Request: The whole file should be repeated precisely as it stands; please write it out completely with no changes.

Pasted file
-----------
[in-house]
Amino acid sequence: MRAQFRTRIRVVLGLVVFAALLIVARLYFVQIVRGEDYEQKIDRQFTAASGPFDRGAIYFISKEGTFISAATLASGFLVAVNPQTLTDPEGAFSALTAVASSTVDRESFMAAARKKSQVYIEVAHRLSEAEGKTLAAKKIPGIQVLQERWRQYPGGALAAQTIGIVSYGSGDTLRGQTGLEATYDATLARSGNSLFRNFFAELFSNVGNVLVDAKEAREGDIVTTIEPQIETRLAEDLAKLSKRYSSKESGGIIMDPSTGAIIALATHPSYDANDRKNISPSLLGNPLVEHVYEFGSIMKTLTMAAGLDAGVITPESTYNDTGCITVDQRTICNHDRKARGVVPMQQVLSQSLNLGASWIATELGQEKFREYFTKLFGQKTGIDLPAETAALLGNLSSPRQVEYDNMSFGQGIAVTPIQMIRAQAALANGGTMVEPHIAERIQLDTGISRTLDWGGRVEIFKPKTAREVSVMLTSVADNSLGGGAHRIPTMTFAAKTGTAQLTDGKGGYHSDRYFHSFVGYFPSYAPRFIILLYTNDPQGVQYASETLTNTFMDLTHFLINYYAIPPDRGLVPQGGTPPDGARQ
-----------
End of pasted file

[in-house]
Amino acid sequence: MRAQFRTRIRVVLGLVVFAALLIVARLYFVQIVRGEDYEQKIDRQFTAASGPFDRGAIYFISKEGTFISAATLASGFLVAVNPQTLTDPEGAFSALTAVASSTVDRESFMAAARKKSQVYIEVAHRLSEAEGKTLAAKKIPGIQVLQERWRQYPGGALAAQTIGIVSYGSGDTLRGQTGLEATYDATLARSGNSLFRNFFAELFSNVGNVLVDAKEAREGDIVTTIEPQIETRLAEDLAKLSKRYSSKESGGIIMDPSTGAIIALATHPSYDANDRKNISPSLLGNPLVEHVYEFGSIMKTLTMAAGLDAGVITPESTYNDTGCITVDQRTICNHDRKARGVVPMQQVLSQSLNLGASWIATELGQEKFREYFTKLFGQKTGIDLPAETAALLGNLSSPRQVEYDNMSFGQGIAVTPIQMIRAQAALANGGTMVEPHIAERIQLDTGISRTLDWGGRVEIFKPKTAREVSVMLTSVADNSLGGGAHRIPTMTFAAKTGTAQLTDGKGGYHSDRYFHSFVGYFPSYAPRFIILLYTNDPQGVQYASETLTNTFMDLTHFLINYYAIPPDRGLVPQGGTPPDGARQ